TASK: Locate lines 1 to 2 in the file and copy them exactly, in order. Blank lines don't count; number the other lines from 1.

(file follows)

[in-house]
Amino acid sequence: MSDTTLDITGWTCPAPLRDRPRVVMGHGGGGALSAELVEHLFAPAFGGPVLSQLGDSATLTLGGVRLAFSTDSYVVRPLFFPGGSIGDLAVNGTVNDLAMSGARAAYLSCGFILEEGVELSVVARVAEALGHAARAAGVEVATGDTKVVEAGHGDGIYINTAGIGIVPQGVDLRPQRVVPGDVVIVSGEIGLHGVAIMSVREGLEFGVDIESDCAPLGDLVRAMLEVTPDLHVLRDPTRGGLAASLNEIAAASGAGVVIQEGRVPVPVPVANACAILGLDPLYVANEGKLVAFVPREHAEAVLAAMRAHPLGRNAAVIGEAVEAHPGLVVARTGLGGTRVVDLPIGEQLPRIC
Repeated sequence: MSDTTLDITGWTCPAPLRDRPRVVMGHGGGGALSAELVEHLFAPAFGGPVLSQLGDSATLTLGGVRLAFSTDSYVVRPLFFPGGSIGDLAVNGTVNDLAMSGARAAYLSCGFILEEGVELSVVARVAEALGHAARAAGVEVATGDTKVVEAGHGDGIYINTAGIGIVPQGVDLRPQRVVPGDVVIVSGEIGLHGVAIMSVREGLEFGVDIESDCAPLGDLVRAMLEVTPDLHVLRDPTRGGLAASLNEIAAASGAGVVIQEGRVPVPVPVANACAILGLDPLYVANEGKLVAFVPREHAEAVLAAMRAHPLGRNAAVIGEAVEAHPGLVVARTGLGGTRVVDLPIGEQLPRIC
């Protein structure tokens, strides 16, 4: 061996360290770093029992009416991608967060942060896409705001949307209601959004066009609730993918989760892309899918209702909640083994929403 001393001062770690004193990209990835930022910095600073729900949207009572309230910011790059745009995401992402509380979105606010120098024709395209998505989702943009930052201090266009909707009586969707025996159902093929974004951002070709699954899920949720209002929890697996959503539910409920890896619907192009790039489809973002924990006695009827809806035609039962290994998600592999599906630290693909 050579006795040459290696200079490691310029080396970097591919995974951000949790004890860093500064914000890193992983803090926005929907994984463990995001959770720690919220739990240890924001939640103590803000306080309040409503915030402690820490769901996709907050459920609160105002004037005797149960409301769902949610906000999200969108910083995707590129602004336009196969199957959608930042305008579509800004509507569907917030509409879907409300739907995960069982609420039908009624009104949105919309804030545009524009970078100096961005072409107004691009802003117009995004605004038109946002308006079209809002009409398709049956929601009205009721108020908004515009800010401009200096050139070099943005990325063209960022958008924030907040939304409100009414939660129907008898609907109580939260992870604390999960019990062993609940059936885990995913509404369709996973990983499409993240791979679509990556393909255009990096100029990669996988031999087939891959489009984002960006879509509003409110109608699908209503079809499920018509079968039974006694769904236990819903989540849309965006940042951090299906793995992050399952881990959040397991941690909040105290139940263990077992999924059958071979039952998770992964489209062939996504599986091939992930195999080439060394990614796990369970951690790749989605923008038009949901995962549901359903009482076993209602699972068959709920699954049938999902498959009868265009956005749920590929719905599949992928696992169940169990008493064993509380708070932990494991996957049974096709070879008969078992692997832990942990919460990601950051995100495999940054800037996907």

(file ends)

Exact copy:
[in-house]
Amino acid sequence: MSDTTLDITGWTCPAPLRDRPRVVMGHGGGGALSAELVEHLFAPAFGGPVLSQLGDSATLTLGGVRLAFSTDSYVVRPLFFPGGSIGDLAVNGTVNDLAMSGARAAYLSCGFILEEGVELSVVARVAEALGHAARAAGVEVATGDTKVVEAGHGDGIYINTAGIGIVPQGVDLRPQRVVPGDVVIVSGEIGLHGVAIMSVREGLEFGVDIESDCAPLGDLVRAMLEVTPDLHVLRDPTRGGLAASLNEIAAASGAGVVIQEGRVPVPVPVANACAILGLDPLYVANEGKLVAFVPREHAEAVLAAMRAHPLGRNAAVIGEAVEAHPGLVVARTGLGGTRVVDLPIGEQLPRIC